From my understanding, the Pope has declared that the teachings
of the Immaculate Conception and the Assumption of Mary
are infallible and true. This was not required belief in the
Early Church and was not mentioned in the early Creeds, yet
today it is a point of division with other Christian faiths.
This doesn't seem like an essential part of the Gospel message.
Why is it now considered important enough for the
Pope to say infallibly that one has to believe in it?
Are there other infallible teachings from the Pope?
were the Immaculate Conception and the Assumption not required
back then, but are now? }
Thanks for writing.
Yes, it is true. The reason for the declaration of the Immaculate
Conception is out of respect for the divinity of Jesus. That is why
it's important. In that, he did not assume flesh that was tainted
with sin, and then have to cleanse it for the hypostatic
union, meaning he was God and man at the same time. He was
God from the first instant he became man, not after that instant,
and since God is sinless in all ways, he could not assume flesh that
was His own, if it had been tainted. So, the dogma of the Immaculate
Conception is more about a declaration of the spotlessness, or sinlessness
of Jesus than it is about Mary.
As for the Assumption, Mary, being without sin, chose to follow Jesus
in death, voluntarily because sin had no grip on her. Also, just
because she was without sin does not mean she did not need to be
saved. She was saved, in lieu of the merits of Christ's passion, for
His own end.
She even declares Him her Savior in Scripture. Isn't
it something that there was one person in the world who loved God
as he deserved? Imagine, just one person, who loved God without sin.
I don't think God is asking to much in the way of belief to accept
at least one person, out of countless billions, that would love him
without sin, as He deserved. After all, what wretches we are if His
grace cannot accord at least one response like Mary's.
Though these beliefs were not required, they were none-the-less
held to. Their declarations did not make them a reality that
suddenly came into existence when they were declared. It is not about
Mary that is the point of contention. It is about a crisis
of authority and where that authority rests, in relation to revealed
The division with other denominations will not
be solved, at least according to non-Catholics, until the Catholic
Church gives up its authority, which Jesus will not allow,
no matter how bad it gets.
Thanks for writing,
All that the Church teaches in the area of faith and
morals is infallible to the extent that it has been defined.
For example, the Church always believed that Mary was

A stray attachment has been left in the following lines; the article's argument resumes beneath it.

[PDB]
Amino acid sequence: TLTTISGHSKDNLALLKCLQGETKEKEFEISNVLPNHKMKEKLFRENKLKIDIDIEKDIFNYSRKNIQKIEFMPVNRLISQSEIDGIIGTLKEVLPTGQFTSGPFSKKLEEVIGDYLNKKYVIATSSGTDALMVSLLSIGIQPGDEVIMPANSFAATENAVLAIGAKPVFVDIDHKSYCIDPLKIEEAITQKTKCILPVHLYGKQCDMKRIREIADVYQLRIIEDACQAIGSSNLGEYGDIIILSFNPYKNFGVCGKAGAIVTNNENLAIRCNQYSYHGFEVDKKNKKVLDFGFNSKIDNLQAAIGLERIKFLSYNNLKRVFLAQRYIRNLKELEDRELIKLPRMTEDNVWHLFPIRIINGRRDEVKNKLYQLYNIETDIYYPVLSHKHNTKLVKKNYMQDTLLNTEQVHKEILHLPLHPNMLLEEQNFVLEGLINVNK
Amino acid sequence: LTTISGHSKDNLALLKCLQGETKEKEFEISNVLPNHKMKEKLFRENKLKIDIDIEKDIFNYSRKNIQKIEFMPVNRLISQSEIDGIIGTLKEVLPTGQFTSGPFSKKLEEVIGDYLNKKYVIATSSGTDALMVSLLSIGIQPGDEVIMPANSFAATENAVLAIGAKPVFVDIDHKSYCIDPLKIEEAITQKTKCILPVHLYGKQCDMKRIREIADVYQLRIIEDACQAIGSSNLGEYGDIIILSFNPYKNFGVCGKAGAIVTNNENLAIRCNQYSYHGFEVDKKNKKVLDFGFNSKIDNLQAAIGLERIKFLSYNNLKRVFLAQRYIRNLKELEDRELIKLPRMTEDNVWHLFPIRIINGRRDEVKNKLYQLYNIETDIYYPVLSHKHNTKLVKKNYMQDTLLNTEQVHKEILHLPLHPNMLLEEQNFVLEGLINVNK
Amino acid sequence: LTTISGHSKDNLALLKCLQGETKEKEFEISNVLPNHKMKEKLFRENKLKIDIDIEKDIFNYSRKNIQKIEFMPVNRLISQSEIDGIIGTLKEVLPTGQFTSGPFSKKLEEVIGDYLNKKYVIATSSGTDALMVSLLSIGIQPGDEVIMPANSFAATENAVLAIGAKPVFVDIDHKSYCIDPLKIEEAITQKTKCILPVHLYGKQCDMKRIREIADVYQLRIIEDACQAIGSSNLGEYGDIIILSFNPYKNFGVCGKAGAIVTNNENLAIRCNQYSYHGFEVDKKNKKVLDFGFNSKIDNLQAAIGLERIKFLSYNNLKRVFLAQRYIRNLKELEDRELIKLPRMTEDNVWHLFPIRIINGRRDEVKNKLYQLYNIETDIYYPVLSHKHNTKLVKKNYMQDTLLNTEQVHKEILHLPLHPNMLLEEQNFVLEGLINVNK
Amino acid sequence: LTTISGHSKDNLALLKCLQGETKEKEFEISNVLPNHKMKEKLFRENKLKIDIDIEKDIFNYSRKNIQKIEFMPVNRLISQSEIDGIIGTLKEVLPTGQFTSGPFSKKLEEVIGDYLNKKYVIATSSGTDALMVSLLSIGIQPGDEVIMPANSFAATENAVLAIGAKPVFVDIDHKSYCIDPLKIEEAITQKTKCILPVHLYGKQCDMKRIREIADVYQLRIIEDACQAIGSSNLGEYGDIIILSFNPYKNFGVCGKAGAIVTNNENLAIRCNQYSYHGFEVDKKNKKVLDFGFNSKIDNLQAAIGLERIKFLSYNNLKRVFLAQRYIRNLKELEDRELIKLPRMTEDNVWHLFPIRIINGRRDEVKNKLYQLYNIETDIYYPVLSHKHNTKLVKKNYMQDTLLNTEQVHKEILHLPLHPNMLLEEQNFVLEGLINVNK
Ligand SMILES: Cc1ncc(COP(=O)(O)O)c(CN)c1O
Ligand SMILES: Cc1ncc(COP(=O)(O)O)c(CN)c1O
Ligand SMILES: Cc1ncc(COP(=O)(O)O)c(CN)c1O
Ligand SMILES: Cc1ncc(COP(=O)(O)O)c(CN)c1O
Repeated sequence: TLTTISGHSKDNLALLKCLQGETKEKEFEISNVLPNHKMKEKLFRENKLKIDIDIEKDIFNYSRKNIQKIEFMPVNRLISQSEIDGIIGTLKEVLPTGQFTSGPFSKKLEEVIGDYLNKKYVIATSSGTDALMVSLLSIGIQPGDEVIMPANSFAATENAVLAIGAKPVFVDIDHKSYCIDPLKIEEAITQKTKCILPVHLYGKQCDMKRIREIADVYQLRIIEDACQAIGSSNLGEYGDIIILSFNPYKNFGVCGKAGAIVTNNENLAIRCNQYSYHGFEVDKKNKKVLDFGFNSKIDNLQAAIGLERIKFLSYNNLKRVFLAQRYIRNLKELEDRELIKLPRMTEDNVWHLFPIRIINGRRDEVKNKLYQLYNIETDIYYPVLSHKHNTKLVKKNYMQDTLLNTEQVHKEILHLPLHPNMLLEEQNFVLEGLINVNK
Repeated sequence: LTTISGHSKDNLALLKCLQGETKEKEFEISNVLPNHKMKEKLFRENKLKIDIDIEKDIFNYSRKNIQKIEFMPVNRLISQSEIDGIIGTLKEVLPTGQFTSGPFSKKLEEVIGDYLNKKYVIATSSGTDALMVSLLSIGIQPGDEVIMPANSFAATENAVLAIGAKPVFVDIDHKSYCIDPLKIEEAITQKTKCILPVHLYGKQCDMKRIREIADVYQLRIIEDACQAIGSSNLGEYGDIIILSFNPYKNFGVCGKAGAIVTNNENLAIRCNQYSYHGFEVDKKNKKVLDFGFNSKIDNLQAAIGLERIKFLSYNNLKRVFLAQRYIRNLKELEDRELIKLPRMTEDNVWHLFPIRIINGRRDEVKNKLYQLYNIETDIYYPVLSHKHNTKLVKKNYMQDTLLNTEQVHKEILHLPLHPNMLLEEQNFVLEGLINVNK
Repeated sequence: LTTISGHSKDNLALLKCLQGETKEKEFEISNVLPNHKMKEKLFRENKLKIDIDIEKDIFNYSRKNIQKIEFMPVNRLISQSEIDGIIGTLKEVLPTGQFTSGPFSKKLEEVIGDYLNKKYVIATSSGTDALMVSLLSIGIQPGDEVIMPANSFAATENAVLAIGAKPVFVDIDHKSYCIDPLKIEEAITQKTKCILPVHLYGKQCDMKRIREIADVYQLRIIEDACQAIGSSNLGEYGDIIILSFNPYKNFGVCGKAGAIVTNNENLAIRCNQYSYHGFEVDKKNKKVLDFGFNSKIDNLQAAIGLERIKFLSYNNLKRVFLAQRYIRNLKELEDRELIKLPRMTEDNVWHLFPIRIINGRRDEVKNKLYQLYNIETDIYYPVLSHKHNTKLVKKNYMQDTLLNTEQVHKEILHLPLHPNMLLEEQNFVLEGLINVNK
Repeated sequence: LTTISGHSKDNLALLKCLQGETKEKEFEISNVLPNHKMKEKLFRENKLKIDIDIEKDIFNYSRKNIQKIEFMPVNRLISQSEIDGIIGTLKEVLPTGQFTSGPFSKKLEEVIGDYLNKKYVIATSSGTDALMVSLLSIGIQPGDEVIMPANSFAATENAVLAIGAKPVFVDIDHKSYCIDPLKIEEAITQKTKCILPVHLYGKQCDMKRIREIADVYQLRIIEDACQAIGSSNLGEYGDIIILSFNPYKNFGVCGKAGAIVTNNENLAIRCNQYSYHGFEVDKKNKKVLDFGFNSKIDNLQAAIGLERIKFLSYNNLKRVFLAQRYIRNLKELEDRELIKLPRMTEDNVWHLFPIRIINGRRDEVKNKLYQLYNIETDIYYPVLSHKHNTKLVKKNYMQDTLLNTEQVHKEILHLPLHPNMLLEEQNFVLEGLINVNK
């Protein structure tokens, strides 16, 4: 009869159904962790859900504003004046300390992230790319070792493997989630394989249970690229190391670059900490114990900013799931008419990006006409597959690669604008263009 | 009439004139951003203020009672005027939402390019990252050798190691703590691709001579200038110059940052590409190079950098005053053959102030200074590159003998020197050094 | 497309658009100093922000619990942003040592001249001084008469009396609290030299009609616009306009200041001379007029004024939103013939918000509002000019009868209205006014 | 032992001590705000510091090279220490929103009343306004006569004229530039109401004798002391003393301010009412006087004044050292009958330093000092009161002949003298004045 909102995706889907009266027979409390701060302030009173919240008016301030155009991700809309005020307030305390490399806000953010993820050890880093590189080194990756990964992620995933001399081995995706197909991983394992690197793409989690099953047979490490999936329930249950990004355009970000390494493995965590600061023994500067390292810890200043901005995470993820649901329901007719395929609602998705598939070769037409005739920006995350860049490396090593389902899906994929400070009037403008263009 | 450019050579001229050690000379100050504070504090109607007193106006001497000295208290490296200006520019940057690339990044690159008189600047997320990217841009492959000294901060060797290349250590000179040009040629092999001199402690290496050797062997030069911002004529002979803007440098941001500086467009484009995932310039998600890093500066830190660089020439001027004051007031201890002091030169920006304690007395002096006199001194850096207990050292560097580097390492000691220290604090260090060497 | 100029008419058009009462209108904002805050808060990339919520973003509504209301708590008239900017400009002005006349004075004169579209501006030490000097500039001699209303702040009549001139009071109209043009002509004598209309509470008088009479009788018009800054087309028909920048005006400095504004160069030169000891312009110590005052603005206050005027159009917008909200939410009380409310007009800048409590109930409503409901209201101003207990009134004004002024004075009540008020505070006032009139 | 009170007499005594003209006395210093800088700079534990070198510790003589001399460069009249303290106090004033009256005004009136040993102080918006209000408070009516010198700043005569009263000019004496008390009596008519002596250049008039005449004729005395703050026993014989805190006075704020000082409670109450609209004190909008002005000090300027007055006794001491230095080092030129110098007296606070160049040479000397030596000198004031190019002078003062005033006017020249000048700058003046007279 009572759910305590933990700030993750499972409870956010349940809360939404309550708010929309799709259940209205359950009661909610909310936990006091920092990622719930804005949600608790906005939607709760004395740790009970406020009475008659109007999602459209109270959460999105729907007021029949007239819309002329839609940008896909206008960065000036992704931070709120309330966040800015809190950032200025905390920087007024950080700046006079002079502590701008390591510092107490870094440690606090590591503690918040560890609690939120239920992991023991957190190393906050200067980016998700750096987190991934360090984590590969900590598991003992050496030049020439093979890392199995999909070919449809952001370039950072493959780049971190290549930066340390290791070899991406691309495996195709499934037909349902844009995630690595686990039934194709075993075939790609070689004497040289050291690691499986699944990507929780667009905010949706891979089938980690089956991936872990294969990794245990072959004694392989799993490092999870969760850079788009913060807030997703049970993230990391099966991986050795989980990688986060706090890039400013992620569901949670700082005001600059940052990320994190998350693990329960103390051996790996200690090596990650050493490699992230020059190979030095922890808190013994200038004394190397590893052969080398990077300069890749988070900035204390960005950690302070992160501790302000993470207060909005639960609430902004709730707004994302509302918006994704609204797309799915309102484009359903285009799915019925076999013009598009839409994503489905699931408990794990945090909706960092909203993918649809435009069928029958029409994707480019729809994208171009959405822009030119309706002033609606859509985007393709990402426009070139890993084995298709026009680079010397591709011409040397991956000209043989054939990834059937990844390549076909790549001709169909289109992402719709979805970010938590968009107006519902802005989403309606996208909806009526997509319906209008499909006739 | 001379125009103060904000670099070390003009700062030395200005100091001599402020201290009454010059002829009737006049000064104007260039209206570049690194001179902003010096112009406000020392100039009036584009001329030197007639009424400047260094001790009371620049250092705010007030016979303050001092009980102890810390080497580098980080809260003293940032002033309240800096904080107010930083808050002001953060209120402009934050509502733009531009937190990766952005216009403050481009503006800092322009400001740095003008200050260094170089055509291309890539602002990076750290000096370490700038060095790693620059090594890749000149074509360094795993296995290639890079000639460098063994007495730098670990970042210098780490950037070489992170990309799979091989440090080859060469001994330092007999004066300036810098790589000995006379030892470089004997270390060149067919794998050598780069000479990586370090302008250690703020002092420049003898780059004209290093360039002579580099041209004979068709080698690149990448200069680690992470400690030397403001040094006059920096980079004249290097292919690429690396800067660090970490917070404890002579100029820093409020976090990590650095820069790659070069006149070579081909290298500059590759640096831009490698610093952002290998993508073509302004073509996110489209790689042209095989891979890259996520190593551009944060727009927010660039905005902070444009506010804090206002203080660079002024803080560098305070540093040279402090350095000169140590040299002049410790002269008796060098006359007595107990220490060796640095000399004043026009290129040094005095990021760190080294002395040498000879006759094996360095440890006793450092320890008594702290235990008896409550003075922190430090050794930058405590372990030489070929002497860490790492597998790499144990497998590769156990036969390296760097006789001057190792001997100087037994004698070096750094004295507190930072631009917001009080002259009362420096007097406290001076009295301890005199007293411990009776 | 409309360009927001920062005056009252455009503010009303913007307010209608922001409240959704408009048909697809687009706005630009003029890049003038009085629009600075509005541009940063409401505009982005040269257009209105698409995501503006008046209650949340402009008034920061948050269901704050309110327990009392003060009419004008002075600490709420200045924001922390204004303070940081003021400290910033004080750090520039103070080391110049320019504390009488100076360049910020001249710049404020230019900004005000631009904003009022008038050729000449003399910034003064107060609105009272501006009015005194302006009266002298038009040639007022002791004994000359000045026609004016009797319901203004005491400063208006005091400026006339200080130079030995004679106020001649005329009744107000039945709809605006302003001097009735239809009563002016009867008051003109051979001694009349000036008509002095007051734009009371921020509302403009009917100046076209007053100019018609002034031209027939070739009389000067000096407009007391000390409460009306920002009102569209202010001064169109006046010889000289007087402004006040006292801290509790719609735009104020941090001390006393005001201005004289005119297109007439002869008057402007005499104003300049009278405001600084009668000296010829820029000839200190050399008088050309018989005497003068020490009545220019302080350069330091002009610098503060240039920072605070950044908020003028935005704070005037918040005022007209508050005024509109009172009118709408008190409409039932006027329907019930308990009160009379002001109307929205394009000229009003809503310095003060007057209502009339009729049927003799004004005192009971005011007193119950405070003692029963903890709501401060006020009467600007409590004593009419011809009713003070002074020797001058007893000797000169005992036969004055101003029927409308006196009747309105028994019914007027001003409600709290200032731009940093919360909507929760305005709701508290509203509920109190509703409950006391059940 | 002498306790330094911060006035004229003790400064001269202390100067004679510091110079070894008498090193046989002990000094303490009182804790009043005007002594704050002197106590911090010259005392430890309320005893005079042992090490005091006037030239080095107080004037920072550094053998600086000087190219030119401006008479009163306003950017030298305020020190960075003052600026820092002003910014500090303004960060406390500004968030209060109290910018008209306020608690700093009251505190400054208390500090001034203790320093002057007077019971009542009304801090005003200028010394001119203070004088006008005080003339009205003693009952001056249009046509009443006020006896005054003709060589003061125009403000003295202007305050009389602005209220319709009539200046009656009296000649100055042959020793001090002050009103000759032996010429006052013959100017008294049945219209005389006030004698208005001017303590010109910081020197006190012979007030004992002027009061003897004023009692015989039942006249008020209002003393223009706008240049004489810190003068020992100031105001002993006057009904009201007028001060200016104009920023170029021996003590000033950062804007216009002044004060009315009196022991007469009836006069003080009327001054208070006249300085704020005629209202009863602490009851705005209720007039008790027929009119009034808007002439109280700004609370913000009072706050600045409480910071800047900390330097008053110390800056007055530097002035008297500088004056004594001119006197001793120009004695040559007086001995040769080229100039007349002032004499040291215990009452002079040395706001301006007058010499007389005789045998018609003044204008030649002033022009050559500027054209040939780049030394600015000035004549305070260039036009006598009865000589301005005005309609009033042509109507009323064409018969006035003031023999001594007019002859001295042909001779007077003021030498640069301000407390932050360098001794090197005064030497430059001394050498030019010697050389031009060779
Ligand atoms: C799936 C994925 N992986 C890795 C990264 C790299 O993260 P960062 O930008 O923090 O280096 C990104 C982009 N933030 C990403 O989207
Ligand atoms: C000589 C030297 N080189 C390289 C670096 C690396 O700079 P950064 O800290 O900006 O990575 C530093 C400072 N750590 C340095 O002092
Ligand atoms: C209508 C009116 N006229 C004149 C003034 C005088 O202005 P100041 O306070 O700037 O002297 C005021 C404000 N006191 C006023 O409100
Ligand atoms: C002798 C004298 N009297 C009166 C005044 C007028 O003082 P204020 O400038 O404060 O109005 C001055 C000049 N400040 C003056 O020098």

sinless and preserved from original sin. This is evident
in the writings of the Early Church Fathers as well as
the Ancient Liturgies celebrated in the Eastern Church.
However, it was not formally defined until the Pope did
so last century ex cathedra. We believed
Mary was pure and sinless, but just how this was,
had not been clearly defined. Another classic example
would be the Trinity. The Church has always believed in the
Trinity, but it was not defined until 325 A.D. at the
First Council of Nicene.
Any time the Pope speaks as the Universal Pastor of
the Church on any subject pertaining to faith and morals,
and it is a definitive statement, the Pope speaks infallibly.
This requires divine assent on our part to embrace this
as a truth which must be believed. Another very recent
example of this, is the Pope's assertion that the Church
does not have the authority to ordain women. This is
a definitive statement about our faith. Therefore, it
is infallible and irreformable, meaning it's unchangeable.
If the statement is not definitive, then it requires
our submission and consent as opposed to assent.
It is also important to note that the Church has never
reversed Herself in matters of faith. So just because
something has not been defined, does not mean that
it can be reversed.
For example, the
Church already teaches that Mary is Co-Redemptrix
It is a teaching of the Church through out the ages.
It has not been defined or elevated to the level of dogma, but
is infallible. It can never be changed, only
further defined for the faithful.
The same holds true for the Immaculate Conception and
the Assumption. The Church has always taught some less developed
form of these two doctrines. Therefore, they have always
been articles of faith that one is required to believe.
To understand the importance of these doctrines we need
to really ponder the nature of the Church and the nature
of Christ. These doctrines have:
a tremendous implication
to who we are in Christ, the organic unity of the Church
as well as eschatological implications.
I'll gladly dialogue
further on this subject with you, but it will take a
John C. DiMascio
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